Australia women's national cricket team

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Australia
Australia vs England in the second women's Test match in Sydney, 1935.
Australia vs England in the second women's Test match in Sydney, 1935.
Captain Meg Lanning
First recorded match 28 December 1934 v England at Brisbane Exhibition Ground, Brisbane, Australia
World Cup
Appearances 8 (First in 1973)
Best result Winners, 1978, 1982, 1988, 1997, 2005 and 2013
Test matches
Test matches played 67
Test wins/losses 18/9
ODI matches
ODI matches played 223
ODIs wins/losses 175/43
As of 12 March 2009

The Australian women's cricket team (nicknamed the Southern Stars) are Australia's national women's cricket team. The team is currently captained by Meg Lanning and coached by former Victoria and Queensland batsmen Matthew Mott[1]

The team played their first Test match in 1934/5, when they lost to England two-nil in a three-Test series. They now compete against England for the Women's Ashes. They have won more World Cups than any other side — winning in 1978, 1982, 1988, 1997, 2005 and 2013. The team has also be crowned champions of the ICC Women's World Twenty20 tournament more than any other side - winning in 2010, 2012 and 2014.

One of the most remarkable families in the early history of the team were the Shevill sisters. Fernie Blade (née Shevill) played against England in the first Test at Brisbane in 1934–35, and her twin Rene Shevill appeared in the next two. Another sister, Essie Shevill, played in all three of those matches, and her twin Lily Shevill also played for New South Wales.

In 2003 the then Women's Cricket Australia (WCA), and the then Australia Cricket board (ACB) merged to form a 1 national cricket board which is now known as, Cricket Australia which remains to this day. This merger in boards has been a positive influence on Women's Cricket as it has provided more financial support, while also gathering more exposure for Women's Cricket[2]

Former Captain Belinda Clark has been one of the most influential figures in Australian Women's Cricket history. In a career spanning 14 years She was the captain of the National Women's team while also contributing in an off field role as the chief executive of Women's Cricket Australia. In 2014 Belinda Clark was inducted into the Australian Cricket Hall of Fame alongside Male Cricketer Mark Waugh[3]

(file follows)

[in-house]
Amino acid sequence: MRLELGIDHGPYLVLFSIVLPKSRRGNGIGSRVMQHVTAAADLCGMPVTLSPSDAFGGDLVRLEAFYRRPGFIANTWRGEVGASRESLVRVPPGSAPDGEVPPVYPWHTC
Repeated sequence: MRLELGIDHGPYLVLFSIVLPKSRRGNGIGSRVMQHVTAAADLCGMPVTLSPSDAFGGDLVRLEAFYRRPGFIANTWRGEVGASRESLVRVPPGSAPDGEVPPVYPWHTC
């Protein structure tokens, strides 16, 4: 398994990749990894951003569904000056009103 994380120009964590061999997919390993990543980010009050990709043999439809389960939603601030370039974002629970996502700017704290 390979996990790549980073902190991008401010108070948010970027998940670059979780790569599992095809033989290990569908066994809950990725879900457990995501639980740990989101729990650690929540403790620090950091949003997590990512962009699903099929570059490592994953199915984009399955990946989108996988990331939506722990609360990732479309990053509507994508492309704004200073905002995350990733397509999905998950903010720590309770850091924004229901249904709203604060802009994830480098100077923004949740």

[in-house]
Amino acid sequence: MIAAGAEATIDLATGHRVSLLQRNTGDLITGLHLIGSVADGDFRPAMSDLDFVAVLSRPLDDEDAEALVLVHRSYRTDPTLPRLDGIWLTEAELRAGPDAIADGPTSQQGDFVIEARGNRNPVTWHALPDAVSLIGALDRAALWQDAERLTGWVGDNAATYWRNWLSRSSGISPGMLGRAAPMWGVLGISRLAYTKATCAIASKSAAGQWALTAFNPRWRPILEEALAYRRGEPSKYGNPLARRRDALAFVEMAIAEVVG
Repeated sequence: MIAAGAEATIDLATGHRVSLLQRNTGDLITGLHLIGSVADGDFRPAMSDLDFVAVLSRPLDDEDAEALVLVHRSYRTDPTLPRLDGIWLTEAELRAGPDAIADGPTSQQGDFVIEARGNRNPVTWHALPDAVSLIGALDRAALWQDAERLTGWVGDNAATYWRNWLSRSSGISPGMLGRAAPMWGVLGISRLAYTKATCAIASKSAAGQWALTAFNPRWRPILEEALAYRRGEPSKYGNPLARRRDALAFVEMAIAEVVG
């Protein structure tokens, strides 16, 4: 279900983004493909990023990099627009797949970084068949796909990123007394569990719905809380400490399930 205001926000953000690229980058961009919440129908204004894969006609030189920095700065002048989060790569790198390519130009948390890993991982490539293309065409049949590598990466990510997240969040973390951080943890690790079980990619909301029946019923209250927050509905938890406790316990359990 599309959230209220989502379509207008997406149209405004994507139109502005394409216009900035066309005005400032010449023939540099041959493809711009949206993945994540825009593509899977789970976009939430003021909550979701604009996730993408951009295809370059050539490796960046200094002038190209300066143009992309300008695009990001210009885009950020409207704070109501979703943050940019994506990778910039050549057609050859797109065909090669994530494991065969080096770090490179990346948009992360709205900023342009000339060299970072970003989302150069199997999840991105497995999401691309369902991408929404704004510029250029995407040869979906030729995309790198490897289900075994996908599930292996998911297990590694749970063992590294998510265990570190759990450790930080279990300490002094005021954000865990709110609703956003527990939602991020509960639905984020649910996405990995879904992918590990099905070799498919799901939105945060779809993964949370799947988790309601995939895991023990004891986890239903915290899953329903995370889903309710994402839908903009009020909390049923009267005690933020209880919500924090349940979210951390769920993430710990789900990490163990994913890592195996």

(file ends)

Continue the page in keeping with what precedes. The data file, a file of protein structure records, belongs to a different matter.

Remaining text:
Tournament history[edit]

World Cup record
Year Round Position GP W L T NR
England 1973 Second Place 2/7 6 4 1 0 1
India 1978 Champions 1/4 3 3 0 0 0
New Zealand 1982 Champions 1/5 13 12 0 1 0
Australia 1988 Champions 1/5 9 8 1 0 0
England 1993 Round 1 3/8 7 5 2 0 0
India 1997 Champions 1/12 8 7 0 0 1
New Zealand 2000 Second Place 2/8 9 8 1 0 0
South Africa 2005 Champions 1/8 9 7 0 0 2
Australia 2009 Super Sixes 4/8 7 4 3 0 0
India 2013 Champions 1/8 7 6 1 0 0
Total 6 Titles 10/10 78 64 9 1 4
World Twenty20 record
Year Round Position GP W L T NR
England 2009 Semi-finals 3/8 4 2 2 0 0
West Indies Cricket Board 2010 Champions 1/8 5 5 0 0 0
Sri Lanka 2012 Champions 1/8 5 4 1 0 0
Bangladesh 2014 Champions 1/10 6 5 1 0 0
Total 3 Titles 4/4 20 16 4 0 0

Current team[edit]

As of 31 January 2015,[4] the Australian national women's contracted players are:

Records[edit]

Test cricket[edit]

ODI cricket[edit]

See also[edit]

References[edit]

  1. ^ West, Keesha. "Mott Named New Southern Stars Coach". www.cricket.com.au. cricket.com.au. Retrieved 24 March 2015. 
  2. ^ Stronach, Megan; Adair, Darryl (8 September 2009). "Sport in Society: Cultures, Commerce, Media, Politics". Brave new world’ or ‘sticky wicket’? Women, management and organizational power in Cricket Australia 12 (7): 910, 932. doi:10.1080/17430430903053174. 
  3. ^ . ESPN Cricinfo http://www.espncricinfo.com/australia/content/player/53413.html. Retrieved 2005.  Missing or empty |title= (help)
  4. ^ http://www.cricketaustralia.com.au/cricket/contracted-player-list

External links[edit]